With the Medical Devices Regulation (MDR) set to become fully applicable next month, the European Commission (Commission) has published an update to its Implementation Rolling Plan (Plan) for both the MDR and the In-Vitro Devices Regulations (IVDR) implementation. Our summary of the key updates to the Plan is set out here.
1. Notified Body designations
Under the MDR and IVDR (together the “Regulations“), the designation of existing Notified Bodies will expire on 26 May 2021. To maintain the ability to continue oversight of medical devices, Notified Bodies must obtain re-designation in line with the requirements of the Regulations.
We previously noted the broadened scope of medical devices subject to compulsory conformity assessments under the Regulations, and the low rate of re-designation of Notified Bodies, has led to justifiable concerns that a device certification bottleneck will result in product shortages.
The Plan does not provide much information to alleviate these concerns, merely stating that Notified Bodies are being designated “on a rolling basis”. At the time of writing, there are 20 Notified Bodies designated under the MDR, with Finland’s Eurofins Expert Services Oy most recently achieving this status. Eight more Bodies are currently in the final stages of review.
Medical device companies are not restricted to obtaining approval from Notified Bodies in the jurisdiction in which they operate. Approved Notified Bodies can apply for conformity assessments in any Member State provided they are authorised to perform assessments on the specific classification of the device at issue.
2. Products without a medical purpose
Certain products without a medical purpose (e.g. liposuction equipment or dermal fillers), which were outside the scope of previous directives, now fall under the remit of the MDR. These are set out in Annex XVI of the MDR. The application of the MDR to such products depends on the adoption of common specifications.
According to the Plan, the Commission expects to adopt an implementing act to give effect to these common specifications in the third quarter of 2021.
The MDR mandated the creation of a European database on medical devices (EUDAMED). This database aims to streamline and facilitate information flow between economic operators, notified bodies, clinical trial sponsors and member states. EUDAMED will be structured around the following six modules:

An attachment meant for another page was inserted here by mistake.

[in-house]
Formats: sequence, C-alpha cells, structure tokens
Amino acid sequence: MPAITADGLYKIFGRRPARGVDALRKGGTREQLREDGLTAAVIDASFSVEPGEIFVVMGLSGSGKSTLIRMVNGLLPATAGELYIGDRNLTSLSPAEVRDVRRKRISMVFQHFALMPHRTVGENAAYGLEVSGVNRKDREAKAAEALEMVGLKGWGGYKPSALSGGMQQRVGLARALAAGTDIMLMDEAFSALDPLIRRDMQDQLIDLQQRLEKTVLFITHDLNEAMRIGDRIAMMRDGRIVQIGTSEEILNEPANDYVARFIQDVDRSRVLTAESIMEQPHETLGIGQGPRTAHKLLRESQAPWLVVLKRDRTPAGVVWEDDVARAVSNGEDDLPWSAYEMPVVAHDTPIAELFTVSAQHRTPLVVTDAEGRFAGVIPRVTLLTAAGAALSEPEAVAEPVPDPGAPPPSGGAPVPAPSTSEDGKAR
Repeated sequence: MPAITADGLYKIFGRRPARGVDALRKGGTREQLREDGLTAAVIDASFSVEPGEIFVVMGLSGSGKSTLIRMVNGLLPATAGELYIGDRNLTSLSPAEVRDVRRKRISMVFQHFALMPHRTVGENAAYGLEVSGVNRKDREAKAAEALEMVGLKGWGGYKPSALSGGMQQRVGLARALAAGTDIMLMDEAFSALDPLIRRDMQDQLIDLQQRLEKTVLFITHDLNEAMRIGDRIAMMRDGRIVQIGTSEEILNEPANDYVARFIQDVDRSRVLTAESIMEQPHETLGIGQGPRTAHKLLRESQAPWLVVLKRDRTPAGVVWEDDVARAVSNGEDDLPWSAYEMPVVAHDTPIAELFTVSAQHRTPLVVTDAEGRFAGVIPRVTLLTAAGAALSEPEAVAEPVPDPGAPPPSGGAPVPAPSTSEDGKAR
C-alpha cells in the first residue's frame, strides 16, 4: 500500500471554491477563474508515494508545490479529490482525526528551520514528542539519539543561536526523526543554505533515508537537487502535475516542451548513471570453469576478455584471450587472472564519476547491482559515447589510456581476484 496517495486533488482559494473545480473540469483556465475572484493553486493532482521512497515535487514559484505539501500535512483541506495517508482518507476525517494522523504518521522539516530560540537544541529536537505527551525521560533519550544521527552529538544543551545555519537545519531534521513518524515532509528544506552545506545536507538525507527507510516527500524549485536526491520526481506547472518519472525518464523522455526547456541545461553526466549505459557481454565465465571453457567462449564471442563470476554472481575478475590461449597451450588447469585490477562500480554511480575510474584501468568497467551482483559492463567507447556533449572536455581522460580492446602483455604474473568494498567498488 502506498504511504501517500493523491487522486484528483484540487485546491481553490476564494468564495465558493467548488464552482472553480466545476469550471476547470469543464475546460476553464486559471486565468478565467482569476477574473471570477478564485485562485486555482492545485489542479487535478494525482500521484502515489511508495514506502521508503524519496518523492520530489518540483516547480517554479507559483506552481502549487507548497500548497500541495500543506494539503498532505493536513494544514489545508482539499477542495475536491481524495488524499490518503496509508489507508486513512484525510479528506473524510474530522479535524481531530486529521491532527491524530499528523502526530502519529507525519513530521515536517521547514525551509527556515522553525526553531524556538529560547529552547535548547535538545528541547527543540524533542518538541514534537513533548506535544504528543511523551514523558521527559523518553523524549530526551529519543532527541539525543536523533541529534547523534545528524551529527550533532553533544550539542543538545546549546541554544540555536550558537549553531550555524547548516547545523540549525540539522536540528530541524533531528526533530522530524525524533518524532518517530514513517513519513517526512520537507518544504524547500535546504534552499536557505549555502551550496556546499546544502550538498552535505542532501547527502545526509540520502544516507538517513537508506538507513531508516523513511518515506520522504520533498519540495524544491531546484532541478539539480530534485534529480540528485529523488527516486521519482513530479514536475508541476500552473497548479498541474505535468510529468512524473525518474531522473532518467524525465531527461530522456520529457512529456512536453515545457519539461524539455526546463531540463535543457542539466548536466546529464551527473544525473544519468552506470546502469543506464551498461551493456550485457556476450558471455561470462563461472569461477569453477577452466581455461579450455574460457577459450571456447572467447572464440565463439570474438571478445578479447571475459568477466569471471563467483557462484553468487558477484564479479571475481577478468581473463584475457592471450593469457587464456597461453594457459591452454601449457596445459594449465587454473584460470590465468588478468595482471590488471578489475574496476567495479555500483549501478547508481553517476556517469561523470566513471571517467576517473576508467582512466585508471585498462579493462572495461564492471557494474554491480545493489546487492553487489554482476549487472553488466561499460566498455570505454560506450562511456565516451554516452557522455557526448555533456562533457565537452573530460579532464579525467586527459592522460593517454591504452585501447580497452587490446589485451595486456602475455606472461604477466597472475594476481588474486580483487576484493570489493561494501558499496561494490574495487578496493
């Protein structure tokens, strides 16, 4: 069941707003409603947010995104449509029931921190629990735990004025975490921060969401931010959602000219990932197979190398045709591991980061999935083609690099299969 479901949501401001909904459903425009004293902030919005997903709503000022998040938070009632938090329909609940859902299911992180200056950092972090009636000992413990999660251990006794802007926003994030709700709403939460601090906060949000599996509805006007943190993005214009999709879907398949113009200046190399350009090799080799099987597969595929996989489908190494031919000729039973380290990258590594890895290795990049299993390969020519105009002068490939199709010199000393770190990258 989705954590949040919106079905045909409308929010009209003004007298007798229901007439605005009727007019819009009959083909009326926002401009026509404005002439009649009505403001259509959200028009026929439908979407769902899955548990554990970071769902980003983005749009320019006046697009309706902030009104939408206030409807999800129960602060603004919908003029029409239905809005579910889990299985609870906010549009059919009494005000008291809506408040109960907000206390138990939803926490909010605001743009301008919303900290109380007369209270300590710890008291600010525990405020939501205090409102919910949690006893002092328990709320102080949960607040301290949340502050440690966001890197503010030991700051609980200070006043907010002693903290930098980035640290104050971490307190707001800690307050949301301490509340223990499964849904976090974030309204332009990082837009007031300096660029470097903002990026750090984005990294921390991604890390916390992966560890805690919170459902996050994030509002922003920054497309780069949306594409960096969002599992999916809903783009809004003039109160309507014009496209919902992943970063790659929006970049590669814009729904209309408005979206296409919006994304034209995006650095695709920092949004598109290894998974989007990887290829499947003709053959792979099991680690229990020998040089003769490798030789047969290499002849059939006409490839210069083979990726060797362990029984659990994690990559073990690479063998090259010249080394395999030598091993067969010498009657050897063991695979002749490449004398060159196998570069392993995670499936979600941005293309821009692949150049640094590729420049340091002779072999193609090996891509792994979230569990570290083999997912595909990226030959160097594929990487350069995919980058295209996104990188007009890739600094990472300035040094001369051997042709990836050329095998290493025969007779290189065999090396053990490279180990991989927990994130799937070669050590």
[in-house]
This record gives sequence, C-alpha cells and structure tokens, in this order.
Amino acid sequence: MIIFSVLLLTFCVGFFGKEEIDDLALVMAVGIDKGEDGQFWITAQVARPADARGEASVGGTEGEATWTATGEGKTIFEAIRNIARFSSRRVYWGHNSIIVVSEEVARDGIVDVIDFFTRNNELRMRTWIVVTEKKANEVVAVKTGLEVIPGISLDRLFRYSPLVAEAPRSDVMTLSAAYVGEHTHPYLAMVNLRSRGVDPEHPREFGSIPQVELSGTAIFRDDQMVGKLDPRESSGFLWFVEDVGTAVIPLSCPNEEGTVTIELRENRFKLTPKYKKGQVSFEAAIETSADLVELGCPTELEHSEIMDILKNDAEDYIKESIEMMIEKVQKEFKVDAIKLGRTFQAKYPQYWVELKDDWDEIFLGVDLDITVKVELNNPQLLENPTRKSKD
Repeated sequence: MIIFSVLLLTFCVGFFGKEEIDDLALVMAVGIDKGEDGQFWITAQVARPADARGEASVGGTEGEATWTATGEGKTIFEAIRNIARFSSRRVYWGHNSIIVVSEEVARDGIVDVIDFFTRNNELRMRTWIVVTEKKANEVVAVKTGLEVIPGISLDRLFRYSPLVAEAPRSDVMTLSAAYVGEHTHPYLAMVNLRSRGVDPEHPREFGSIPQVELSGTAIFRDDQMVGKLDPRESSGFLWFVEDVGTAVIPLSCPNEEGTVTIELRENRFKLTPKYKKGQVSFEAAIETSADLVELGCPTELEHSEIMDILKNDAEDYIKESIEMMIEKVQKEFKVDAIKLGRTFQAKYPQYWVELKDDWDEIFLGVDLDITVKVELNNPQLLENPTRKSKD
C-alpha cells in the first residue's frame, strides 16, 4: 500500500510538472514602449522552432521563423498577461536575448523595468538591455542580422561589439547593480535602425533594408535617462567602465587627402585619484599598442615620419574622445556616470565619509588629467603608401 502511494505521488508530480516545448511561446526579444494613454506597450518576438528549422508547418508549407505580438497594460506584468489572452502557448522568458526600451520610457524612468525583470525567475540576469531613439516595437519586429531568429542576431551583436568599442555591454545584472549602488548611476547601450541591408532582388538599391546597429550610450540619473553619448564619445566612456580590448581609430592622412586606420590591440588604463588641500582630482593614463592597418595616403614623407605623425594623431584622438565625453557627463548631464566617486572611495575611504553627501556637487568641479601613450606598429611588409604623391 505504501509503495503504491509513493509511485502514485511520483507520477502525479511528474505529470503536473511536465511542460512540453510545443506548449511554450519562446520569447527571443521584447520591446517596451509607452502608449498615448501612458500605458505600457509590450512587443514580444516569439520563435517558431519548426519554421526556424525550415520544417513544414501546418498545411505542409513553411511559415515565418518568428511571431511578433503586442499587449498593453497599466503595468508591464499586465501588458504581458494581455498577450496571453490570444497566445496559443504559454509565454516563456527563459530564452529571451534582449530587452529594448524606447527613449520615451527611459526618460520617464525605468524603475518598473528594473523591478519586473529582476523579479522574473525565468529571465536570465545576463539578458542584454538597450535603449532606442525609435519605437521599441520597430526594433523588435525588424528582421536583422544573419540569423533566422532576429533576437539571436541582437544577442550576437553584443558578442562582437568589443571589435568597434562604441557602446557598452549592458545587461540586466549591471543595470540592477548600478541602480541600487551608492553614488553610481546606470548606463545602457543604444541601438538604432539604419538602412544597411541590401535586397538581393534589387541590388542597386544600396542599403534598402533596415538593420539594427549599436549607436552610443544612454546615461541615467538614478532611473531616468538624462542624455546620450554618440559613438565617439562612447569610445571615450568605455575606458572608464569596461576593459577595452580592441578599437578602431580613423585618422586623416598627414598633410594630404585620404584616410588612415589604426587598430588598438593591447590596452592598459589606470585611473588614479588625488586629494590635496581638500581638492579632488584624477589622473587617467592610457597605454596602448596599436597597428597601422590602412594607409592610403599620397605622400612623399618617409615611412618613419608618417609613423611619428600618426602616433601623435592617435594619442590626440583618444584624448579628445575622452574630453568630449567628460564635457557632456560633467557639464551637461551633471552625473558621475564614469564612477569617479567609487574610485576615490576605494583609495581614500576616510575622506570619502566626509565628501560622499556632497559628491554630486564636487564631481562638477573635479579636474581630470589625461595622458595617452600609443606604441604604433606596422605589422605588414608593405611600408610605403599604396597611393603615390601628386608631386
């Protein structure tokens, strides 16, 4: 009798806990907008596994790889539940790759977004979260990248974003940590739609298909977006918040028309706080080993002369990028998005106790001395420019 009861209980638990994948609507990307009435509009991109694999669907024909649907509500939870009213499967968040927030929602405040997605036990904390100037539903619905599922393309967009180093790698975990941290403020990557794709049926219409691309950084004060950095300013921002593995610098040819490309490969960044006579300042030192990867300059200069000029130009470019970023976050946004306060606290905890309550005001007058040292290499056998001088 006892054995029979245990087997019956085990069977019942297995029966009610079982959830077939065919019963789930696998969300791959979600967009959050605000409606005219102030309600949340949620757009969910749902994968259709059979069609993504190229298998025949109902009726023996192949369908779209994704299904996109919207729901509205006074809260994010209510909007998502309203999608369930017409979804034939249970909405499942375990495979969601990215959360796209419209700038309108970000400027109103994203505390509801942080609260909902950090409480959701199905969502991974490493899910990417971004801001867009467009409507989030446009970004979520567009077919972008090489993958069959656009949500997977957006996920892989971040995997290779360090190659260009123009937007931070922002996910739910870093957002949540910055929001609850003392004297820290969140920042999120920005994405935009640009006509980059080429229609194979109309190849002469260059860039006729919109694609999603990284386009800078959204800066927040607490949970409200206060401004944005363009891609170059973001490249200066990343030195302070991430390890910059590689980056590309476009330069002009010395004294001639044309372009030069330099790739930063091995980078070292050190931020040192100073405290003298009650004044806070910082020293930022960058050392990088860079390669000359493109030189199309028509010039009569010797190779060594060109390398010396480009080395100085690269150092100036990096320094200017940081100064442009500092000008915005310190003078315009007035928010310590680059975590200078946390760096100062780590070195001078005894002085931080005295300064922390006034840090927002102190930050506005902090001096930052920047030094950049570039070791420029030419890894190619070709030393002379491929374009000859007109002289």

- Actors registration
- Unique Device Identification registration
- Notified Bodies and Certificates
- Clinical Investigations and performance studies
- Vigilance and post-market surveillance
- Market Surveillance
Despite being described as “high priority” for the Commission, the Plan records the estimated go-live date for a fully functional EUDAMED as 2022.
4. Standardisation Requests
Finally, the Commission has provided an update regarding standardisation requests. Existing European standards for medical devices need to be revised and new standards developed to reflect the new legislative framework of the MDR.
As emphasised in the Plan, an implementing decision to this effect was rejected last year by the European standardisation organisations, CEN and Cenelec. On 14 April 2021, the Commission adopted an amended implementing decision, requesting CEN and Cenelec to revise the existing harmonised standards and to draft new harmonised standards in support of the MDR. If accepted, the Plan states that implementing decisions with updated harmonised standards will be published periodically in the Official Journal throughout the remainder of 2021.
With just over a month to go until the MDR becomes applicable throughout the EU, much remains on the Commission’s to-do list. Despite transitional measures, manufacturers are facing uncertainty. Device manufacturers should keep a close eye on further updates from the Commission and the HPRA in the coming weeks and months.
If you require further information on any aspect of the MDR or IVDR, please contact Charleen O’Keeffe.
Contributed by Darragh Larkin